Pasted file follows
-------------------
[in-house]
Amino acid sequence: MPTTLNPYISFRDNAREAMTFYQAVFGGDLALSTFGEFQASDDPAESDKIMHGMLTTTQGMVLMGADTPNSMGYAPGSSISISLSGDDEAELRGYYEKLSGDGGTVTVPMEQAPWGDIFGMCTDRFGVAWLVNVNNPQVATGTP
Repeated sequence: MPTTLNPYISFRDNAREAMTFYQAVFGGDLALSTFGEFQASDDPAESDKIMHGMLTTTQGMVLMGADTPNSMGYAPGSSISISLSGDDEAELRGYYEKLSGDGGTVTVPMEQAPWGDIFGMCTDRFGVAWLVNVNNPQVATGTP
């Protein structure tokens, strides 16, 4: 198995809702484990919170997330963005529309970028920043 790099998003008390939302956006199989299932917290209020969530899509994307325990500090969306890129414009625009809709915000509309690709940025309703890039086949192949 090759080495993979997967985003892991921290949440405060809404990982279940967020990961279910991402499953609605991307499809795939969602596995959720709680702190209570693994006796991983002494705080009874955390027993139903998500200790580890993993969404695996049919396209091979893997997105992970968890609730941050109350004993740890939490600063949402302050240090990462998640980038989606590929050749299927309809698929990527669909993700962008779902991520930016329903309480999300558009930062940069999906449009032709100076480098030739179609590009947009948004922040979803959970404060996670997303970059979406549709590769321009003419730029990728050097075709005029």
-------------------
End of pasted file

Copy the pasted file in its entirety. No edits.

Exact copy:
[in-house]
Amino acid sequence: MPTTLNPYISFRDNAREAMTFYQAVFGGDLALSTFGEFQASDDPAESDKIMHGMLTTTQGMVLMGADTPNSMGYAPGSSISISLSGDDEAELRGYYEKLSGDGGTVTVPMEQAPWGDIFGMCTDRFGVAWLVNVNNPQVATGTP
Repeated sequence: MPTTLNPYISFRDNAREAMTFYQAVFGGDLALSTFGEFQASDDPAESDKIMHGMLTTTQGMVLMGADTPNSMGYAPGSSISISLSGDDEAELRGYYEKLSGDGGTVTVPMEQAPWGDIFGMCTDRFGVAWLVNVNNPQVATGTP
């Protein structure tokens, strides 16, 4: 198995809702484990919170997330963005529309970028920043 790099998003008390939302956006199989299932917290209020969530899509994307325990500090969306890129414009625009809709915000509309690709940025309703890039086949192949 090759080495993979997967985003892991921290949440405060809404990982279940967020990961279910991402499953609605991307499809795939969602596995959720709680702190209570693994006796991983002494705080009874955390027993139903998500200790580890993993969404695996049919396209091979893997997105992970968890609730941050109350004993740890939490600063949402302050240090990462998640980038989606590929050749299927309809698929990527669909993700962008779902991520930016329903309480999300558009930062940069999906449009032709100076480098030739179609590009947009948004922040979803959970404060996670997303970059979406549709590769321009003419730029990728050097075709005029």